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Columnists: January 2013 Archives

From Your Kitchen - Korean Kim Chi

Kimchi1.JPGKimchi2.JPGLiz Ng explores a Korean favourite with Edmonton's Park family when they talk about their Kim Chi recipe.

Recipe adapted from
1 large Chinese or Napa Cabbage
4 litres water
1/2 cup salt
1 small head of garlic, peeled and finely minced
1/4 cup fish sauce
1/2 cup Korean chili powder ("gojucaru")
1 bunch green onions, chopped (use the dark green part, too, except for the tough ends)
1 medium daikon radish, peeled and grated
1. Slice the cabbage lengthwise in half, then slice each half lengthwise into 3 sections, making sure to cut through stem at end each time.  It keeps the sections together once cut.
2. Dissolve the salt in the water in a very large container, then submerge the cabbage under the water. Put a plate on top to make sure they stay under water, then let stand for at least 2 hours, overnight is better.
3. Mix the other ingredients in a very large metal or glass bowl until it forms a paste.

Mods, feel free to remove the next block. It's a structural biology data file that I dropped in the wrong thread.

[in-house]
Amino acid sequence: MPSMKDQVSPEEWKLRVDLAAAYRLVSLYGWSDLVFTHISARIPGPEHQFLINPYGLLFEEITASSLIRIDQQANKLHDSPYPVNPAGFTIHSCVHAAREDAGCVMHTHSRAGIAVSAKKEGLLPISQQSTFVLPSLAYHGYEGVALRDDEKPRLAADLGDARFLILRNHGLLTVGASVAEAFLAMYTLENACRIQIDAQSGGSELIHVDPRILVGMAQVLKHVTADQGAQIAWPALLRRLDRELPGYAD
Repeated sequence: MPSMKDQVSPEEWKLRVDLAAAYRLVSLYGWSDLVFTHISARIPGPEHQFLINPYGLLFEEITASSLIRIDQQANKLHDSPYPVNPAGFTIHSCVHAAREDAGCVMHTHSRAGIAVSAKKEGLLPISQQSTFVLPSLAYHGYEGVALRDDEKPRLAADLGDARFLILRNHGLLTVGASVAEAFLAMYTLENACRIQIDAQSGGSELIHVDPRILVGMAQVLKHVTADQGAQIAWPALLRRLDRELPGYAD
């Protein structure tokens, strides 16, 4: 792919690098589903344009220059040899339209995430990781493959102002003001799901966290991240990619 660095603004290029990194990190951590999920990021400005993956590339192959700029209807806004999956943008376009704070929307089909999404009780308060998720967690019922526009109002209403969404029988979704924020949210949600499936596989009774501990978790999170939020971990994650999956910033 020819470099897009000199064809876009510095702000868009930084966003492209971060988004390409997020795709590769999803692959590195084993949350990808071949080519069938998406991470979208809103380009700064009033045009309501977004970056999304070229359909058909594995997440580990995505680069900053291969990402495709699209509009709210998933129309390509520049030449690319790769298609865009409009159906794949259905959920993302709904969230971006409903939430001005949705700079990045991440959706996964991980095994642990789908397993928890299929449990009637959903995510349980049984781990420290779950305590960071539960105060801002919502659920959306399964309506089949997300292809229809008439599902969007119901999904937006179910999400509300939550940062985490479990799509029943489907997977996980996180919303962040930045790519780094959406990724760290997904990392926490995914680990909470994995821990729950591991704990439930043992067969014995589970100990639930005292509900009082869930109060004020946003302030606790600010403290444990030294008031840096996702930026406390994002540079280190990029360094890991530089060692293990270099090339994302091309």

4. Drain the cabbage, rinse it, and squeeze it dry.
5. Smear the chili powder paste on and in between leaves of cabbage. 
**The Parks advise wearing rubber gloves since the chili paste can stain your hands**
6. Pack the kimchi in a clean glass jar, container, or non-white plastic box large enough to hold it all and cover it tightly.
7. Let stand for one to two days in a cool place, around room temperature.
8. Check the kimchi after 1-2 days. If it's bubbling a bit, it's ready and should be refrigerated. If not, let it stand another day, when it should be ready.
9. Once it's fermenting, serve or store in the refrigerator. If you want, add a sprinkle of toasted sesame seeds over the kimchi for serving.
Storage: Many advise to eat the kimchi within 3 weeks. After that, it can get too fermented.


Laurie Greenwood - The Painted Girls

The Painted Girlscdn-final-cover.jpgA tale of two sisters trying to make a life in Paris. Our book columnist Laurie Greenwood stops by to talk about the novel, The Painted Girls by Cathy Marie Buchanan . Think history, mystery, and murder.
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Jason Foster - Traquair House Ale

beer scottish.jpegOur beer columnist celebrates Robbie Burns in his own way today with a big mug of Scottish beer. Read more from Jason at
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